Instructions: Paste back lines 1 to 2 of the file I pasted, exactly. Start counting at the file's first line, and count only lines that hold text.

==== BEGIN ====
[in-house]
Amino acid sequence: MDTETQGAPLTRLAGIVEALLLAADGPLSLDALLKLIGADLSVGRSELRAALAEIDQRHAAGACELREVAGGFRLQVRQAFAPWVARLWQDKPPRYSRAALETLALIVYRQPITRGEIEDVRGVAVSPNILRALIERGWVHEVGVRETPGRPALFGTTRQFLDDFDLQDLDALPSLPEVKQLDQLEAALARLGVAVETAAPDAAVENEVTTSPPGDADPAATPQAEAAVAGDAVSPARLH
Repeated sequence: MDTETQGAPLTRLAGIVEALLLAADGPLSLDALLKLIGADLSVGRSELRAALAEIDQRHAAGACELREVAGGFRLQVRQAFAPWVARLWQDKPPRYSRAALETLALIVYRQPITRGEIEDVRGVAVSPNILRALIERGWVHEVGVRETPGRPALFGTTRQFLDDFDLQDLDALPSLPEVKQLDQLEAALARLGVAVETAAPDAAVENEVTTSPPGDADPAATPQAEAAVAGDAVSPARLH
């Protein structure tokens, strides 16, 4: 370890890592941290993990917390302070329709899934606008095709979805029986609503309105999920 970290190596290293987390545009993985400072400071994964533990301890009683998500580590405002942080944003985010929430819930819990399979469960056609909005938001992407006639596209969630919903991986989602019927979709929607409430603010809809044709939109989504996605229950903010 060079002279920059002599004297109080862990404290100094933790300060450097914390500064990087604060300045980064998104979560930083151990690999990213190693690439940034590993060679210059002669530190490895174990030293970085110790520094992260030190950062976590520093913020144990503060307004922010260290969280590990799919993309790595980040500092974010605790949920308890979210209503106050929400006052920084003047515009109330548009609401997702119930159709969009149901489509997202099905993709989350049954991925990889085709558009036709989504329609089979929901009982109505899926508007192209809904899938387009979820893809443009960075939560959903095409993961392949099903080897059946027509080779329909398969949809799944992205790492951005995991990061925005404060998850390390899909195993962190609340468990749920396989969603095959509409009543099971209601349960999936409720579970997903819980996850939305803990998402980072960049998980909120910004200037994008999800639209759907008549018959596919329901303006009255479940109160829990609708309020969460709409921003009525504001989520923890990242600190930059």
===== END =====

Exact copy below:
[in-house]
Amino acid sequence: MDTETQGAPLTRLAGIVEALLLAADGPLSLDALLKLIGADLSVGRSELRAALAEIDQRHAAGACELREVAGGFRLQVRQAFAPWVARLWQDKPPRYSRAALETLALIVYRQPITRGEIEDVRGVAVSPNILRALIERGWVHEVGVRETPGRPALFGTTRQFLDDFDLQDLDALPSLPEVKQLDQLEAALARLGVAVETAAPDAAVENEVTTSPPGDADPAATPQAEAAVAGDAVSPARLH